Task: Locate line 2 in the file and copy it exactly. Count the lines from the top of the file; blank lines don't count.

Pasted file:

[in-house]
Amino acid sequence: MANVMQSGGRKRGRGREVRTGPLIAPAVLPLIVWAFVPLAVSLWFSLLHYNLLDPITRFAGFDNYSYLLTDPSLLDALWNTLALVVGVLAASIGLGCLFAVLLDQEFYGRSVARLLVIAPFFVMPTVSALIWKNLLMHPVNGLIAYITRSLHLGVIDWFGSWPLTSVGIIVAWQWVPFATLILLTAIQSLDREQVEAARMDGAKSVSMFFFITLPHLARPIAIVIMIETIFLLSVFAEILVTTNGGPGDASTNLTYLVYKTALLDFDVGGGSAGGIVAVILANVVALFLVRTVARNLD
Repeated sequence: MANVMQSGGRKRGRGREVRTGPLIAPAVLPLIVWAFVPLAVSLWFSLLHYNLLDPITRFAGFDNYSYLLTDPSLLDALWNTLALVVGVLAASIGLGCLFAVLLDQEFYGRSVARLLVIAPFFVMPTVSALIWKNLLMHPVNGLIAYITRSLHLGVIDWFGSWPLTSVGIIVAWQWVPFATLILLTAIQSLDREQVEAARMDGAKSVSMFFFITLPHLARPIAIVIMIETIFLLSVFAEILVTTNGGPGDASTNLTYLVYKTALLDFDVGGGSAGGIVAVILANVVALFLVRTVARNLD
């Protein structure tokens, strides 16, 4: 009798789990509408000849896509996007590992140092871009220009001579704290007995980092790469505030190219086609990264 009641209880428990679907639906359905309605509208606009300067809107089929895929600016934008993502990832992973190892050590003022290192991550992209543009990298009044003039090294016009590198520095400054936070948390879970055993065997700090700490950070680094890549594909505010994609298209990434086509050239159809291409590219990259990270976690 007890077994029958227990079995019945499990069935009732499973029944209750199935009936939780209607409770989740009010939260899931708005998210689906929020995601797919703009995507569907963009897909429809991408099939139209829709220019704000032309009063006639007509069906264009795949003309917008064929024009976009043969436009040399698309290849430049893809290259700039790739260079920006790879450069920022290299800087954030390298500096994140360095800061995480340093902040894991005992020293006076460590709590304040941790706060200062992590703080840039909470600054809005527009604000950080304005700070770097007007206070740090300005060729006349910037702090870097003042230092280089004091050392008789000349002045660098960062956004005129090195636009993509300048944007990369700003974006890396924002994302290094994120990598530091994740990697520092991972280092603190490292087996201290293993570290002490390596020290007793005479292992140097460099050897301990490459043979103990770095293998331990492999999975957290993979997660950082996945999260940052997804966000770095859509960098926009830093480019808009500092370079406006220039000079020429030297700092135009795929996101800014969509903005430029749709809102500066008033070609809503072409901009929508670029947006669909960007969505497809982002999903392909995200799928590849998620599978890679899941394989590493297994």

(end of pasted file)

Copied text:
Amino acid sequence: MANVMQSGGRKRGRGREVRTGPLIAPAVLPLIVWAFVPLAVSLWFSLLHYNLLDPITRFAGFDNYSYLLTDPSLLDALWNTLALVVGVLAASIGLGCLFAVLLDQEFYGRSVARLLVIAPFFVMPTVSALIWKNLLMHPVNGLIAYITRSLHLGVIDWFGSWPLTSVGIIVAWQWVPFATLILLTAIQSLDREQVEAARMDGAKSVSMFFFITLPHLARPIAIVIMIETIFLLSVFAEILVTTNGGPGDASTNLTYLVYKTALLDFDVGGGSAGGIVAVILANVVALFLVRTVARNLD